Chinese lawyer who helped poisoned milk
victims is held by authorities
of Article: http://www.timesonline.co.uk/tol/news/world/asia/article6733993.ece
In an early morning raid yesterday, Xu Zhiyong was taken from his home
by public security officials, according to a statement posted on the
website of the Open Constitution Initiative, a group that Mr Xu helped to
found in 2007 to push for the rule of law.
“According to the security guard of the residence area where Xu Zhiyong
stays, at 5am of July 29, a policeman and five plainclothes took Xu Zhiyong
away. Where to remains unknown,” said the statement, which was posted today
by the group known as Gongmeng in Chinese.
Gongmeng made headlines last year when its lawyers volunteered to work
on behalf of the victims of the Sanlu Group’s tainted milk powder, which
killed at least six children and sickened hundreds of thousands more.
also angered Beijing with a report that criticised the Government’s
handling of demonstrations across the Tibetan plateau last year.
Mr Xu’s colleagues reported today that his house was locked and that he
cannot be reached on his mobile phone.
His arrest comes just over two weeks after Beijing’s Civil Affairs
Bureau raided Gongmeng’s headquarters in the capital, declaring the group
to be illegal and claiming that it was behind in its tax payments.
Mr Xu was supposed to have attended a hearing today about the tax case,
in which Gongmeng faces a fine of 304,975 yuan (£27,065), the group’s
During the office raid on July 17, Mr Xu told reporters who reached him
by phone that officials would be shutting down Gongmeng for having failed
to register as a nongovernmental organisation, a difficult process.
In the raid on Gongmeng’s headquarters, officials confiscated
computers, furniture and four years of legal research into the cases of
petitioners who had brought their grievances to Beijing from all across
China in a last-ditch effort to get justice.
Gongmeng’s lawyers had been pushing to take advantage of a new food
safety law, which came into effect on June 1. This enabled victims of food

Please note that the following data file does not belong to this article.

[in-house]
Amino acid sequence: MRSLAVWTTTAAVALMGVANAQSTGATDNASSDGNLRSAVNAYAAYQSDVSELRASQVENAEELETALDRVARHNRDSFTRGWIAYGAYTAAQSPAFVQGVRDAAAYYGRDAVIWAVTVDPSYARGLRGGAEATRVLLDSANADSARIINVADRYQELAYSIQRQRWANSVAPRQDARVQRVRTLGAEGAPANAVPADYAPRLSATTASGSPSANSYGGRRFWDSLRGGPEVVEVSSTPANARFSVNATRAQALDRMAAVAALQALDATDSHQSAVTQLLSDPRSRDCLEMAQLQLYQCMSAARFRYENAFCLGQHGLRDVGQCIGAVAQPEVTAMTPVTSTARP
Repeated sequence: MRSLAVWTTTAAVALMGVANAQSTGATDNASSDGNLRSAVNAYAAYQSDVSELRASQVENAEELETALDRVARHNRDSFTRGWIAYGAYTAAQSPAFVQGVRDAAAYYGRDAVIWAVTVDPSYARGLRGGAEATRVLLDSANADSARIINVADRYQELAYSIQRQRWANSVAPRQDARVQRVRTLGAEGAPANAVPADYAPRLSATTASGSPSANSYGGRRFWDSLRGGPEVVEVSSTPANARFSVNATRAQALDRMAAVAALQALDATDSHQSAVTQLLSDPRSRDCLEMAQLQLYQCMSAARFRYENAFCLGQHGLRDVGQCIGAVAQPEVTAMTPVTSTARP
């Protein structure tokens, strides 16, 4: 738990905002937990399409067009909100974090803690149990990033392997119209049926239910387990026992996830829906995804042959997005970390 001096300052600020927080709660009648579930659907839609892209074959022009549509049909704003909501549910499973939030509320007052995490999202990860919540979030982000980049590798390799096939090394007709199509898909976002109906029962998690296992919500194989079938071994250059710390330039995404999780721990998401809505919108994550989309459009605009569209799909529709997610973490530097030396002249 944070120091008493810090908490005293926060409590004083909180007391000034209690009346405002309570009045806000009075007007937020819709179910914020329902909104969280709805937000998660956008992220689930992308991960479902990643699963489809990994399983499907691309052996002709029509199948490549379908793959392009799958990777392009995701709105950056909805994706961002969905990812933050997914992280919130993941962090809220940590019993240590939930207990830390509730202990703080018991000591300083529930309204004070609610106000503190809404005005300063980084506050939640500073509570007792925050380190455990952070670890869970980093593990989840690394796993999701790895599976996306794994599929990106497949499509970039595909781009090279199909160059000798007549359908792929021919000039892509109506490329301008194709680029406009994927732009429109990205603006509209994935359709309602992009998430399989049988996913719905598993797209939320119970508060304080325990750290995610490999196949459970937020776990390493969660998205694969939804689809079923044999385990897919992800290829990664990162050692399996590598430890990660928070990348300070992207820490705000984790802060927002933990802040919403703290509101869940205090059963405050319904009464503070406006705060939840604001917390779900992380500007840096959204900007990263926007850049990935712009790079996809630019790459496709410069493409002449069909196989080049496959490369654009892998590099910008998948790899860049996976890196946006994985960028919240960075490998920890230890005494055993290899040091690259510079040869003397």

poisoning in China to ask the courts to award compensation worth ten times
the value of the tainted products purchased.
In a new direction, the courts are also increasingly awarding victims
additional damages for loss. This year China’s high court gave clearance
for lower courts to handle such cases, but after lawyers organising
class-action lawsuits over the poisoned milk powder were harassed, it was
unclear whether any cases would proceed.
This month Mr Xu told reporters that since June 1, the court in
Shijiazhuang, the city 270 km southeast of Beijing where Sanlu was based,
has accepted two cases against the now bankrupt company. Neither has yet
had a hearing.
In China — where courts do not award damages for what Western lawyers
would call “pain and suffering”, nor grant punitive damages as a deterrent
— compensation amounts vary widely.
China’s central government determined last year that families of the
victims of Sanlu’s poisoned milk would get 200,000 yuan (£17,751) for a
death in the family and 30,000 yuan if surgery was required. Workers in
Beijing earned an average of 44,715 yuan last year.
More than 90 per cent of the families affected accepted a compensation
deal from the Ministry of Health. One of its terms blocked their right to
sue the 22 milk powder manufacturers found culpable.
The milk powder produced by Sanlu and other manufacturers contained the
toxic chemical melamine, whose high nitrogen content helped watered-down
milk to pass quality checks for protein content.